The war in Ukraine is, unfortunately, still ongoing. This means that uncertainties remain on many fronts. What will be the consequences for fuel prices, particularly gas? What will be the consequences of sanctions imposed by Western countries on Russia? To what extent will Western economies be affected by the measures against Russia and Russia’s allies? For 2023, it is and remains difficult to predict how the economy will develop and what this will mean for SPF policies. The fund will keep a careful watch on this. At the same time, the Board decided to adhere to its long-term policy for now, due to the uncertainties and unpredictability of the current crisis.
Continued high inflation remains another point of concern. Central banks pursued very strong economic stimulus policies until early 2022, which led to inflation rises in Europe in late 2021 and early 2022. The war in Ukraine added to that. In mid-2022, the ECB started increasing interest rates, as did all other financial regulators across the world. Will these interest rate hikes be enough to curb inflation in and beyond 2023? Interest rate hikes are not an immediate remedy; they take time to have an effect. Moreover, the end of the war in Ukraine is not yet in sight.
The American Silicon Valley Bank (SVB) went bankrupt in the second week of March 2023, collapsing in a textbook case of a ‘bank run’. As a consequence of major losses in the bond portfolio, caused by increases in interest rates, the SVB was forced to issue new shares. Customers lost confidence in the bank and withdrew their assets en masse. The consequence was considerable turmoil in the banking sector and a sharp fall in bank shares.
Credit Suisse also got into difficulties in that same month. Following a bailout attempt by the Swiss Central Bank, Credit Suisse was acquired by UBS. More small banks came under pressure in the United States, which is why major American banks decided on a joint capital injection.
SPF had no shares in the banks that filed for bankruptcy. Exposure to Credit Suisse in the investment portfolio was minimal. The direct impact on the pension fund portfolio was, therefore, limited. The pension fund was, however, affected by falling bank shares prices.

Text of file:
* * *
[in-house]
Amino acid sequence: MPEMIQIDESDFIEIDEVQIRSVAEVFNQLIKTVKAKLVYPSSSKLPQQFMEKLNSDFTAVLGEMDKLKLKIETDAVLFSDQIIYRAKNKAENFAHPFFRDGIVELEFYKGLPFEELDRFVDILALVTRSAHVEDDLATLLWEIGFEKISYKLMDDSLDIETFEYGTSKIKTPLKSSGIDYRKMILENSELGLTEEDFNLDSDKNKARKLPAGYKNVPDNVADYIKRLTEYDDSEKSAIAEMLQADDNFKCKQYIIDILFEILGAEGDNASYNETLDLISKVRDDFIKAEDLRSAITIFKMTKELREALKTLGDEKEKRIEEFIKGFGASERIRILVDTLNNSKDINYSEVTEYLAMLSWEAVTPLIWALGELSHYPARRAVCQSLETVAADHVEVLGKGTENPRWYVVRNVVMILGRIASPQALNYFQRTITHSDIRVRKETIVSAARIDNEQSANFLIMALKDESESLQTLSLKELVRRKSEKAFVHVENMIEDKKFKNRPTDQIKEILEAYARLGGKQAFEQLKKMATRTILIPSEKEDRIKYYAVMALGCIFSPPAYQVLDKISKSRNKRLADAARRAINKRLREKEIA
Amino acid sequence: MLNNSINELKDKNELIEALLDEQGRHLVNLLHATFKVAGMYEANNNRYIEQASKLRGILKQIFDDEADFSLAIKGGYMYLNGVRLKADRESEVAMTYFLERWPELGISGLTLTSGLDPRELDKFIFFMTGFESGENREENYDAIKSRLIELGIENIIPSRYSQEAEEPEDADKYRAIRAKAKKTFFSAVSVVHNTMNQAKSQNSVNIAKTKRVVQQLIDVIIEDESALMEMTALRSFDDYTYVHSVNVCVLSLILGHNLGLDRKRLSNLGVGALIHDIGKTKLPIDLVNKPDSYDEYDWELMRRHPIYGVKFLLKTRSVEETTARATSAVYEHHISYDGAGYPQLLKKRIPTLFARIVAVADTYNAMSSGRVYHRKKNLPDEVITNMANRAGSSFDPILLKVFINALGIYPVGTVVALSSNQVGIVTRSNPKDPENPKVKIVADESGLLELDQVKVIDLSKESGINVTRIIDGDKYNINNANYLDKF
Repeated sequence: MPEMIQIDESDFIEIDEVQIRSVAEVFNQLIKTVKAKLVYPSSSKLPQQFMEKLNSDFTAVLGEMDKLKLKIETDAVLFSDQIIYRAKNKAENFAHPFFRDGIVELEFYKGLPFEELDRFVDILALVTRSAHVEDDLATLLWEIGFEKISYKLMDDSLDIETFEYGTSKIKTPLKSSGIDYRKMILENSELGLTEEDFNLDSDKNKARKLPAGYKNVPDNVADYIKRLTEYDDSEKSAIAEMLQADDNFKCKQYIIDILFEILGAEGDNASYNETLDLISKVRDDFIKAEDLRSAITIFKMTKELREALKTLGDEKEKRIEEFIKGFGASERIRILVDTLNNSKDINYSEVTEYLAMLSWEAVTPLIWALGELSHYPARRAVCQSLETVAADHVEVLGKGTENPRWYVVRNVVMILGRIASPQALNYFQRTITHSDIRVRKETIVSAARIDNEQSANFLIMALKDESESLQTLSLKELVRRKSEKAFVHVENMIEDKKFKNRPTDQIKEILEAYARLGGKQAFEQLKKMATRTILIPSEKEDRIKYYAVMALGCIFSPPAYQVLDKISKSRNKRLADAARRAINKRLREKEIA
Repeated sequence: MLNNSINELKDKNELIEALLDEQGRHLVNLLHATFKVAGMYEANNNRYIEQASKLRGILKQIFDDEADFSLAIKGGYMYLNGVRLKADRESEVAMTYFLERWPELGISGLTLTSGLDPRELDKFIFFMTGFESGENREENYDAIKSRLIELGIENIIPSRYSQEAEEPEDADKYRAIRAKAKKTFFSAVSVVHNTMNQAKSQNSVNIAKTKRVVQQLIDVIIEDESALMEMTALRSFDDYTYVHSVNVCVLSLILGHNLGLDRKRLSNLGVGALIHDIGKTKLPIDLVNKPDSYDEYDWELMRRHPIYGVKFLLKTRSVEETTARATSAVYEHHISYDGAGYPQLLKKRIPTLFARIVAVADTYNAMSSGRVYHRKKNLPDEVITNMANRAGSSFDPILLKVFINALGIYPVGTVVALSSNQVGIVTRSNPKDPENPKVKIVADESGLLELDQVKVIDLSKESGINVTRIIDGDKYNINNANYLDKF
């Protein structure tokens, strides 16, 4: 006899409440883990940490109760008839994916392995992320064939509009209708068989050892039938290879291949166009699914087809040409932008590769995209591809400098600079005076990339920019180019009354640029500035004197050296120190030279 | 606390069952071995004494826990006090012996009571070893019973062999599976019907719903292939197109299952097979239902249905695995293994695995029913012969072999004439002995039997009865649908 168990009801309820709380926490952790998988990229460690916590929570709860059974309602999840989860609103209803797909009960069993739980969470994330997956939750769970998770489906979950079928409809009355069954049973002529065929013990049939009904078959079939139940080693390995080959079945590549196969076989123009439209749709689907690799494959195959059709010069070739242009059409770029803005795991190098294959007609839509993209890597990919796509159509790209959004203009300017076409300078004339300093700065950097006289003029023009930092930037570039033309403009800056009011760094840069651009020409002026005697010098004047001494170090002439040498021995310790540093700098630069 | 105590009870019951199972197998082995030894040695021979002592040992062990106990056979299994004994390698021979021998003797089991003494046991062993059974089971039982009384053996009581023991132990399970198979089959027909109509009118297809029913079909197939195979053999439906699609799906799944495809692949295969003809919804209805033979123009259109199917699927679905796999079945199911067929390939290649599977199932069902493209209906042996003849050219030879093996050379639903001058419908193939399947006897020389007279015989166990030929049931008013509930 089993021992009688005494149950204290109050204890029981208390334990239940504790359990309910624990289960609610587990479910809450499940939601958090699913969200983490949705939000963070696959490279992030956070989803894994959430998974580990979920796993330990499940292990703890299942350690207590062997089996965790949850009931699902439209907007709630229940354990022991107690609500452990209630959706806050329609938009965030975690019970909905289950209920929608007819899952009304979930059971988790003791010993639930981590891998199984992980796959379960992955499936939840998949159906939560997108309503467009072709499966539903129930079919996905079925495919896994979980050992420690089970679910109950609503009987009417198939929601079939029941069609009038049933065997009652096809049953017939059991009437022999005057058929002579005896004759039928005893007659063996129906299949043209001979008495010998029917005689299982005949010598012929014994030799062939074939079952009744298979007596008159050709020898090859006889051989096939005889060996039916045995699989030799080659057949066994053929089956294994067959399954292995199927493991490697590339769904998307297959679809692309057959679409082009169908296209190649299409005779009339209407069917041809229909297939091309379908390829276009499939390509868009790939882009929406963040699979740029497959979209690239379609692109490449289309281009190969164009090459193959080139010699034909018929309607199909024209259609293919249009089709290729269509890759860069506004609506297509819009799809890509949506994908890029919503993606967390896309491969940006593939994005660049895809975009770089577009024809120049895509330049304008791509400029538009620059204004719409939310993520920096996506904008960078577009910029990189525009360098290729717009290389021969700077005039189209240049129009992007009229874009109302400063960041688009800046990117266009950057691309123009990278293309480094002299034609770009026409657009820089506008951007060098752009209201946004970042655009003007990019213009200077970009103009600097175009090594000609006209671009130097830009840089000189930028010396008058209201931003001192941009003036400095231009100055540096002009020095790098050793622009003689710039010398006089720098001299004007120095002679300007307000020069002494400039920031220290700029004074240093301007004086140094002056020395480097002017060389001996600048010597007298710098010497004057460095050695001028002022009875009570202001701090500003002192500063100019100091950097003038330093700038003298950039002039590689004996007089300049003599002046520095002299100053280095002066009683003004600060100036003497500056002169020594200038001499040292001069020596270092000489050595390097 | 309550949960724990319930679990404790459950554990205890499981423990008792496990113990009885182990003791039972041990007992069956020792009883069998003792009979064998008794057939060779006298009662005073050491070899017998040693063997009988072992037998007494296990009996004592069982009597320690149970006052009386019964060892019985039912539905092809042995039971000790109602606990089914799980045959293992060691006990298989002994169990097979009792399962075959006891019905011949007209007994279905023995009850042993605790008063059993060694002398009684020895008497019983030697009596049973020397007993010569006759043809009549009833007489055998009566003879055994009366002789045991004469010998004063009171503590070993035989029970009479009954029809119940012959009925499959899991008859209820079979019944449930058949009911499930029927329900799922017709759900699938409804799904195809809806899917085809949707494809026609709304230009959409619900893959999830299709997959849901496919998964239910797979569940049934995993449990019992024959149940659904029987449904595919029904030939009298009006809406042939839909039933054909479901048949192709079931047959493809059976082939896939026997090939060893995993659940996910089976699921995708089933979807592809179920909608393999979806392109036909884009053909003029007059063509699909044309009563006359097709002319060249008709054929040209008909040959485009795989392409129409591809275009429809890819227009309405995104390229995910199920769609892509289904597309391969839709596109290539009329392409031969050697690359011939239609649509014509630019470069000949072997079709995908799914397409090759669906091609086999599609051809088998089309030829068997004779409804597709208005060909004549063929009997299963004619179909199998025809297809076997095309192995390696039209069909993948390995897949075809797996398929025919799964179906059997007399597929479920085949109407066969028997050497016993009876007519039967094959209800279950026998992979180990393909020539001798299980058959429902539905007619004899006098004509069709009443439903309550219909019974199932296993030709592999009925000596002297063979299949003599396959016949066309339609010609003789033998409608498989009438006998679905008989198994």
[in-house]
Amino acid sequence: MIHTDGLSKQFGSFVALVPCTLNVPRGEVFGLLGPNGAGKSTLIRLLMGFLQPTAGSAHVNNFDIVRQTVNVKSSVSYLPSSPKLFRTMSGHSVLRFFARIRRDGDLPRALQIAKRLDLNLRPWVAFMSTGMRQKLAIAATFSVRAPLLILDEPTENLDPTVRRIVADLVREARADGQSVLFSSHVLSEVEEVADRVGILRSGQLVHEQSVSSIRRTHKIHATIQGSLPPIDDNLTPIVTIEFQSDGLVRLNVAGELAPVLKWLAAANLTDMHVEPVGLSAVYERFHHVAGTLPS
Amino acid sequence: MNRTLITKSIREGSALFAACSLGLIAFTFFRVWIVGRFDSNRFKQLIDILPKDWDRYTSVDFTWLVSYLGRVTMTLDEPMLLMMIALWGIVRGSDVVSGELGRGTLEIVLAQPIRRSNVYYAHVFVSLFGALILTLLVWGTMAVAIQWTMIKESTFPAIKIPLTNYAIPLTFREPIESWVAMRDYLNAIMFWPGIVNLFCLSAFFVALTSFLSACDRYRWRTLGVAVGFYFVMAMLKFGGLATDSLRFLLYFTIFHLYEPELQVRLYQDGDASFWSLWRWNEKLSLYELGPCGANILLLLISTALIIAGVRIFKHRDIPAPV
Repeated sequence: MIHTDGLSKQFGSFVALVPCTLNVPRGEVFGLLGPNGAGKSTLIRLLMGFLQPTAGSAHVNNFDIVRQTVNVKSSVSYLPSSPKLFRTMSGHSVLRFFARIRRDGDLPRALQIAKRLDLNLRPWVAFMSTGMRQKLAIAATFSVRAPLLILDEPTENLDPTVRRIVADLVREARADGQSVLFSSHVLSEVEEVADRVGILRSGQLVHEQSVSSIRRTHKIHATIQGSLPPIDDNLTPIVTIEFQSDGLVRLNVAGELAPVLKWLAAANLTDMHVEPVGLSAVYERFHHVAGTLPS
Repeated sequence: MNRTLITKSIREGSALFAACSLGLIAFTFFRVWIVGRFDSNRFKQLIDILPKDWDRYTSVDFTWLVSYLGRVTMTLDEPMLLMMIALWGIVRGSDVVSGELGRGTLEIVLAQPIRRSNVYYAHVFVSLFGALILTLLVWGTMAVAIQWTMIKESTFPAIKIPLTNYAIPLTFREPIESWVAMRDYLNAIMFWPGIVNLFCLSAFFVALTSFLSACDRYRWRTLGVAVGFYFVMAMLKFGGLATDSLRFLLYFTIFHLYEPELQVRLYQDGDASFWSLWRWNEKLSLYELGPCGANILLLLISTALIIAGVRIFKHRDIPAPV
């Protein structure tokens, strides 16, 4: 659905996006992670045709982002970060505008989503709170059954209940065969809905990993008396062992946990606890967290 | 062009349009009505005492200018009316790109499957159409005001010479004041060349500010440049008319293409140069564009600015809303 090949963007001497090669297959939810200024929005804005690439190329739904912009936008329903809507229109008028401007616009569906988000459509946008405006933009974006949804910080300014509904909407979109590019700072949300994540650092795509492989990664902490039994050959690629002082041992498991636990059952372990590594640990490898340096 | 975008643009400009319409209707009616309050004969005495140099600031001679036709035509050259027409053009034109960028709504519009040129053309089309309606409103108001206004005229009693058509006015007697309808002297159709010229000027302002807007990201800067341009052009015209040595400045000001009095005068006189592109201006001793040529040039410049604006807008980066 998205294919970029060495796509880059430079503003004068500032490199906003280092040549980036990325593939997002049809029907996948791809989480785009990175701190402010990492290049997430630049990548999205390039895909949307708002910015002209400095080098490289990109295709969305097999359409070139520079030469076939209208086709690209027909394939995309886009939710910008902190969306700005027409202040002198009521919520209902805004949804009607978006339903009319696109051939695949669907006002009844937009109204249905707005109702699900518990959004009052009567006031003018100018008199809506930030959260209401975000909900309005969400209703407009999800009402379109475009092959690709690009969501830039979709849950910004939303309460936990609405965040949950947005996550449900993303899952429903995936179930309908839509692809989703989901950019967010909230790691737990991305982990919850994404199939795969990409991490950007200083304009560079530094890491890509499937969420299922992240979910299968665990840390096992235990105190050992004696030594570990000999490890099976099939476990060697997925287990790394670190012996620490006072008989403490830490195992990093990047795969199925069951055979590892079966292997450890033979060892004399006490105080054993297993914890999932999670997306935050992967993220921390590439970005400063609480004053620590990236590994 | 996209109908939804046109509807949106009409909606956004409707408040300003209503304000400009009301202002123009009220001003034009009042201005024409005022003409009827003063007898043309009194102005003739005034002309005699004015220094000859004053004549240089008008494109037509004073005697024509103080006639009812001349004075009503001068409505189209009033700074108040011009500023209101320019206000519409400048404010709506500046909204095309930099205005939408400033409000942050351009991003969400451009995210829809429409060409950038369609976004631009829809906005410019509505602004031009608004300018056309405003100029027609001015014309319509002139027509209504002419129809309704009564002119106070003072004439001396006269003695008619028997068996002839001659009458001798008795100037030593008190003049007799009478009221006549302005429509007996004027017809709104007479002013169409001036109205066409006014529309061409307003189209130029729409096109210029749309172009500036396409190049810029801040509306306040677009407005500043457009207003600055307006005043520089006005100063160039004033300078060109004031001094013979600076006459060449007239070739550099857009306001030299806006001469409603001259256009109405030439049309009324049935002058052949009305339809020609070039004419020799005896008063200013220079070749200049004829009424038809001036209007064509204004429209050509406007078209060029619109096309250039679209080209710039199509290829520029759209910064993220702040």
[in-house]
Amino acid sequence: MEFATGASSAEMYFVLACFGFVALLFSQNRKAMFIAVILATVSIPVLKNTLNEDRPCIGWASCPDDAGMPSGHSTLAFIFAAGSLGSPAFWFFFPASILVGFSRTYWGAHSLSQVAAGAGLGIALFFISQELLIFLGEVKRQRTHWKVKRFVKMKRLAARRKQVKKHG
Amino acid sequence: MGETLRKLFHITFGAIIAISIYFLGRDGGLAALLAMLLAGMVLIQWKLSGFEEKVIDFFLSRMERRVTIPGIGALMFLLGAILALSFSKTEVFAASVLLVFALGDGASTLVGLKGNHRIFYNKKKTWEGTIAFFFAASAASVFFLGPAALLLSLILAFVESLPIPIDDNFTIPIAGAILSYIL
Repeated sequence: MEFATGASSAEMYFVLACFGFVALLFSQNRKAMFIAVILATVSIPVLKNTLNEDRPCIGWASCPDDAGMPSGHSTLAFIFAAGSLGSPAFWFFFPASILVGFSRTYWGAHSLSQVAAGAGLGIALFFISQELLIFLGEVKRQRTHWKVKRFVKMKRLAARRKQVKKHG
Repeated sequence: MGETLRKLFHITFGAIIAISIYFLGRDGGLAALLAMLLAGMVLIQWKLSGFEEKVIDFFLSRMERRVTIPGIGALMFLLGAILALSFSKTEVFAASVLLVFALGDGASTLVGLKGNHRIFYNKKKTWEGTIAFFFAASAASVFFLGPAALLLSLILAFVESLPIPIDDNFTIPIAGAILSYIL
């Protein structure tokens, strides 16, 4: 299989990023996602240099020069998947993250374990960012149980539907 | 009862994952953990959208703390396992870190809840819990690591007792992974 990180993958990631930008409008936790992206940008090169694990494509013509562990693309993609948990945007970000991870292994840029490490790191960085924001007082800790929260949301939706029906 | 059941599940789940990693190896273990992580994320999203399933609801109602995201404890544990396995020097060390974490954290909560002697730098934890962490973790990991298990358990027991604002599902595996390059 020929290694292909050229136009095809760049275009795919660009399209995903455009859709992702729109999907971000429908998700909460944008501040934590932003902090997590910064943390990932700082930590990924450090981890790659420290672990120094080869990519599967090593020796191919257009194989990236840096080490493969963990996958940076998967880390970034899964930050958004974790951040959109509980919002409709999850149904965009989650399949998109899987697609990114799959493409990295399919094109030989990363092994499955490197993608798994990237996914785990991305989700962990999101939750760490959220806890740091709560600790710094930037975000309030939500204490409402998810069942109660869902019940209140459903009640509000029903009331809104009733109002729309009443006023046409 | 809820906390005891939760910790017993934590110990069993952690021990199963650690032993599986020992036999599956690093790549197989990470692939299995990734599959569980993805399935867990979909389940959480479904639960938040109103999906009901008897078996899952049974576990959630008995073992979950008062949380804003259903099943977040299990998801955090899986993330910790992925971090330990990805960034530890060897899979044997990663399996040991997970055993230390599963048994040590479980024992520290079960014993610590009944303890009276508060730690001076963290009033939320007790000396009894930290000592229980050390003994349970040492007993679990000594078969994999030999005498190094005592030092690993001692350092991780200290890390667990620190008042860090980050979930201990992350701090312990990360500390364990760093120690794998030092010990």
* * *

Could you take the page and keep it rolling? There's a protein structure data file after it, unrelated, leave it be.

The Board expects 2023 to be an important year as we move toward a new pension system. The core of the Future Pensions Act (Wet toekomst pensioenen, Wtp) is a transition to a contribution scheme. The new contract no longer primarily focuses on a ‘fixed’ pension payment that increases with inflation, which is an ambition that has proved to be not entirely feasible for many years. The pension payment will become more variable. This offers less assurance for members and pensioners, and SPF can also increase pensions earlier. On the other hand, negative results also increase the likelihood of pension cuts. The accrual of pension will now take place via personal pension capital.
The relevant bill was sent to the Senate before the spring. What the Future Pensions Act will mean for SPF and its members, deferred members, and pensioners will become clearer in the near future as social partners start making concrete choices.
The agreements the social partners made about the current pension scheme end on December 31, 2023. It is then up to all parties to make new agreements regarding the period up to the transition date. The planned date is January 1, 2026. It is possible that the agreements will need to apply for a period of two years. The level of the contribution and the accrual rate will be central in this. The Board will need to make agreements on this with the social partners. Much will depend on the interest rates at the end of 2023.
Another important element of the Future Pensions Act is the tightening of pension funds’ duty of care. In that context, pension administrators must ensure that they provide good information to members so that they can make considered choices. Effective communication with members is the key to success.
he funding level increased slightly in early 2023, partly due to interest rate increases. The funding level was 121.4% by end March and the policy funding level stood at 125.9%.
The sustainability policy will again be an important agenda item for the Board in 2023. Examples of actions mentioned by the Board with respect to sustainability in 2023 are:
The Board decided to maintain the existing communications policy for the 2023 to 2025 period. The new pension system will be an important focus point in communications. Now that the Dutch House of Representatives has adopted the Future Pensions Act and the social partners have determined the contours of the new scheme, SPF can also take its responsibility. During the course of 2023, the fund produced a communications plan for the new pension scheme with concrete actions with respect to the various SPF target groups.
SPF signed a new Service Level Agreement (DVO) with DPS in early 2023. The Service Level Agreement further specifies the existing agreements and reviewed these for completeness where necessary. Indeed, the fund is committed to ensuring that DPS remains available to deliver comprehensive and high-quality services in the years to come.
With DSM opting to distance DPS from the company, it is important that a future shareholder also respects the agreements made by SPF and DPS in the Service Level Agreement. SPF is closely monitoring ongoing developments. The Board will take action to safeguard SPF’s interests, should this be necessary.